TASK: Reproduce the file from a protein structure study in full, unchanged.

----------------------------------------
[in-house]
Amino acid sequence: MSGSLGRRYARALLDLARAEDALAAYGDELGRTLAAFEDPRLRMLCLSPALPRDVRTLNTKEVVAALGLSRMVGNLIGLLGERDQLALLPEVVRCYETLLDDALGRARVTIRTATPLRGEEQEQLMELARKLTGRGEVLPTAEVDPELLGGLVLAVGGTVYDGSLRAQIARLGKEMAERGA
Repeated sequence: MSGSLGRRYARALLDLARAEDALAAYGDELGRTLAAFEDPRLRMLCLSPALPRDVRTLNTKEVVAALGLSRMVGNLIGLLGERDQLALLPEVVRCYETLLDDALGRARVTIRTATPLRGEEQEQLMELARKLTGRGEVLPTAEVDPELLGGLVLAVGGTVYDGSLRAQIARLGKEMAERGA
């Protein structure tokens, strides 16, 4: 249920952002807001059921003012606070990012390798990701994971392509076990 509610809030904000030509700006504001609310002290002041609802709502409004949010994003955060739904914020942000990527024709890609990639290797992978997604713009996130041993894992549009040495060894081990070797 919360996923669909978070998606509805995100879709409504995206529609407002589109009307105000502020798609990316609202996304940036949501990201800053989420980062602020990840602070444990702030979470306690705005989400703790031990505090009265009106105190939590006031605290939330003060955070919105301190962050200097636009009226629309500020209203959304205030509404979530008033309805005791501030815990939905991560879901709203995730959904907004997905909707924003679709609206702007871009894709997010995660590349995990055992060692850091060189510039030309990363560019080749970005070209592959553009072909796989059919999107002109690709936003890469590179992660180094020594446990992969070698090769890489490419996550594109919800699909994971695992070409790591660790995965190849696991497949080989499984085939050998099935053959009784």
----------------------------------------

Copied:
[in-house]
Amino acid sequence: MSGSLGRRYARALLDLARAEDALAAYGDELGRTLAAFEDPRLRMLCLSPALPRDVRTLNTKEVVAALGLSRMVGNLIGLLGERDQLALLPEVVRCYETLLDDALGRARVTIRTATPLRGEEQEQLMELARKLTGRGEVLPTAEVDPELLGGLVLAVGGTVYDGSLRAQIARLGKEMAERGA
Repeated sequence: MSGSLGRRYARALLDLARAEDALAAYGDELGRTLAAFEDPRLRMLCLSPALPRDVRTLNTKEVVAALGLSRMVGNLIGLLGERDQLALLPEVVRCYETLLDDALGRARVTIRTATPLRGEEQEQLMELARKLTGRGEVLPTAEVDPELLGGLVLAVGGTVYDGSLRAQIARLGKEMAERGA
């Protein structure tokens, strides 16, 4: 249920952002807001059921003012606070990012390798990701994971392509076990 509610809030904000030509700006504001609310002290002041609802709502409004949010994003955060739904914020942000990527024709890609990639290797992978997604713009996130041993894992549009040495060894081990070797 919360996923669909978070998606509805995100879709409504995206529609407002589109009307105000502020798609990316609202996304940036949501990201800053989420980062602020990840602070444990702030979470306690705005989400703790031990505090009265009106105190939590006031605290939330003060955070919105301190962050200097636009009226629309500020209203959304205030509404979530008033309805005791501030815990939905991560879901709203995730959904907004997905909707924003679709609206702007871009894709997010995660590349995990055992060692850091060189510039030309990363560019080749970005070209592959553009072909796989059919999107002109690709936003890469590179992660180094020594446990992969070698090769890489490419996550594109919800699909994971695992070409790591660790995965190849696991497949080989499984085939050998099935053959009784």